Investing.com – Sterling pared back gains on Thursday after the left interest rates on hold, as expected, a month after the first rate hike in nearly a decade.
was at 1.3423 by 07:18 AM ET (12:18 GMT) down from around 1.3443 earlier.
The monetary policy committee voted to leave interest rates on hold at in a unanimous decision.
The BoE also maintained its current quantitative easing stimulus program, which has bought £435 billion of government debt and £10 billion of corporate bonds.
The bank noted that UK inflation hit 3.1% in November, well above the targeted rate of 2%, which it blamed on the slump in sterling since the EU referendum in June 2016.
The bank said inflation is likely to be close to its peak and it expects that it will fall back towards the 2% over the medium term.
On Brexit, the BoE said there has been “progress” in negotiations between the UK and Brussels, which has reduced the risk of a disorderly Brexit and is likely to support household and business confidence.
The BoE stuck to its view from last month that interest rates were likely to need to rise gradually.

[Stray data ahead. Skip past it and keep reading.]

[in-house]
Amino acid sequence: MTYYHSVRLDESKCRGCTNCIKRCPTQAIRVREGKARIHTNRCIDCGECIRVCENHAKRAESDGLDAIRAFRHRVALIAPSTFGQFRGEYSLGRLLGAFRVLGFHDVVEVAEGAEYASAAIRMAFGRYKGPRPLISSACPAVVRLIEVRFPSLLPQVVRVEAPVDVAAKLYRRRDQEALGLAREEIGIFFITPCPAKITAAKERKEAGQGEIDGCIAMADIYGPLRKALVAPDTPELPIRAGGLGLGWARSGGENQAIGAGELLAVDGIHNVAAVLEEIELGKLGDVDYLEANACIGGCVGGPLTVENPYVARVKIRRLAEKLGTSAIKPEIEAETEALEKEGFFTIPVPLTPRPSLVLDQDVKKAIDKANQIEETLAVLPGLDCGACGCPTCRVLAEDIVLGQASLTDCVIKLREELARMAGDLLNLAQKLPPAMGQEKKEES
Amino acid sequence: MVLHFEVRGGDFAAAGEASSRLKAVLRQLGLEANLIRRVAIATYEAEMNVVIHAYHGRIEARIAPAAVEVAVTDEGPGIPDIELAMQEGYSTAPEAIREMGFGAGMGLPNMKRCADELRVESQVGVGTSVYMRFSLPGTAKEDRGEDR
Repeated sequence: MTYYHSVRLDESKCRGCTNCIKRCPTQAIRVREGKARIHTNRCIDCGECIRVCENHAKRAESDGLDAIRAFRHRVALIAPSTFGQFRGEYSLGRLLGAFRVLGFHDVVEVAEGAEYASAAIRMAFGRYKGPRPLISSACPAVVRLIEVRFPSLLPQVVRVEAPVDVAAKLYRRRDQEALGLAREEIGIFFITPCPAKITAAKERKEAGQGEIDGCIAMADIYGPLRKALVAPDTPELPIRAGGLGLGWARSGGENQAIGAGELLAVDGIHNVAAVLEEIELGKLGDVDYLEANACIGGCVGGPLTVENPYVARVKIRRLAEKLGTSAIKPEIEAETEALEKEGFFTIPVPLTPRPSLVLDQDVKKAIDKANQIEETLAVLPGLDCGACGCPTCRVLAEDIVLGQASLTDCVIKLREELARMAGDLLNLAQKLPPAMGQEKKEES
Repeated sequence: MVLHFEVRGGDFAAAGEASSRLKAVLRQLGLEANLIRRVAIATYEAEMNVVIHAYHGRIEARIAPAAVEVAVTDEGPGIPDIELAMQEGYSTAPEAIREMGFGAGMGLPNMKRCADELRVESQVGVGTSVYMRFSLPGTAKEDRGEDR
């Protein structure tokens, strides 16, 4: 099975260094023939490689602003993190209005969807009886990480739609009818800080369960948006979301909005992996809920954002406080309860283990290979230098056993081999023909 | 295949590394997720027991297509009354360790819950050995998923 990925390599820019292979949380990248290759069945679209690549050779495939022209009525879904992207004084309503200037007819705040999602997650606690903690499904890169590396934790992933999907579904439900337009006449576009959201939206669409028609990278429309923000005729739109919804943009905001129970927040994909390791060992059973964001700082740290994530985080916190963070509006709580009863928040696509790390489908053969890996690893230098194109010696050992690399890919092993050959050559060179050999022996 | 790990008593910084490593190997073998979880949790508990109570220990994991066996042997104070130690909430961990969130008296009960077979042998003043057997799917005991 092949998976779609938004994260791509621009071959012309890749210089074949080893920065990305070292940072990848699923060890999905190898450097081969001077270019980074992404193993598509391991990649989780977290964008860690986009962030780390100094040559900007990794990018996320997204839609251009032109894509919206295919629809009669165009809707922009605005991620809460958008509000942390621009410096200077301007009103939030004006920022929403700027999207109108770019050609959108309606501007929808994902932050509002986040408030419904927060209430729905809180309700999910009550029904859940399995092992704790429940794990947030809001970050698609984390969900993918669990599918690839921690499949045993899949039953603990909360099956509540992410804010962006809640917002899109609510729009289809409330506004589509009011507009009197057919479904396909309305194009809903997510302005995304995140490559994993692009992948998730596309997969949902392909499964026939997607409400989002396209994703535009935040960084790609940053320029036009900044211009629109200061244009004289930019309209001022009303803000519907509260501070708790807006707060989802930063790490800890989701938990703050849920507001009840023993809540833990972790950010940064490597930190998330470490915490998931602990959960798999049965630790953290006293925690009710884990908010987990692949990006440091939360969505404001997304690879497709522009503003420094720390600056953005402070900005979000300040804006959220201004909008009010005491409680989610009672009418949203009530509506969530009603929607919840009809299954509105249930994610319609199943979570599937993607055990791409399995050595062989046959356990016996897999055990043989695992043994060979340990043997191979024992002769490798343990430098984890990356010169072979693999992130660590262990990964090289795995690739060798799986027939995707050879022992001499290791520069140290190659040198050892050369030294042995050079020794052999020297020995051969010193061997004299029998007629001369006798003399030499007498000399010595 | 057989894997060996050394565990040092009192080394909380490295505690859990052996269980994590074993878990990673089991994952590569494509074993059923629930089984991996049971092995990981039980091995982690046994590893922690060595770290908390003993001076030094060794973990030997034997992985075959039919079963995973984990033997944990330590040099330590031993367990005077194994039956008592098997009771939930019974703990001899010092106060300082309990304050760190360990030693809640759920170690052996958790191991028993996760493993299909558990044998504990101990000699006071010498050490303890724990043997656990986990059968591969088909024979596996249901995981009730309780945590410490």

“The committee remained of the view that, were the economy to follow the path expected in the November Inflation Report, further modest increases in Bank Rate would be warranted over the next few years,” the BoE said.
The decision came a day after the raised interest rates for a third time this year and indicated that it would stay on a similar path next year.
Sterling moved lower against the euro, with last at 0.8819, off an earlier low of 0.8784.
In the euro zone, data on Thursday showed that the economy picked up further momentum in at the end of 2017, with December seeing the fastest growth in business activity in almost seven years.
The European Central Bank was expected to keep rates on hold following its meeting later Thursday, with investors awaiting any fresh forward guidance from ECB chief Mario Draghi on the bank’s bond buying program.
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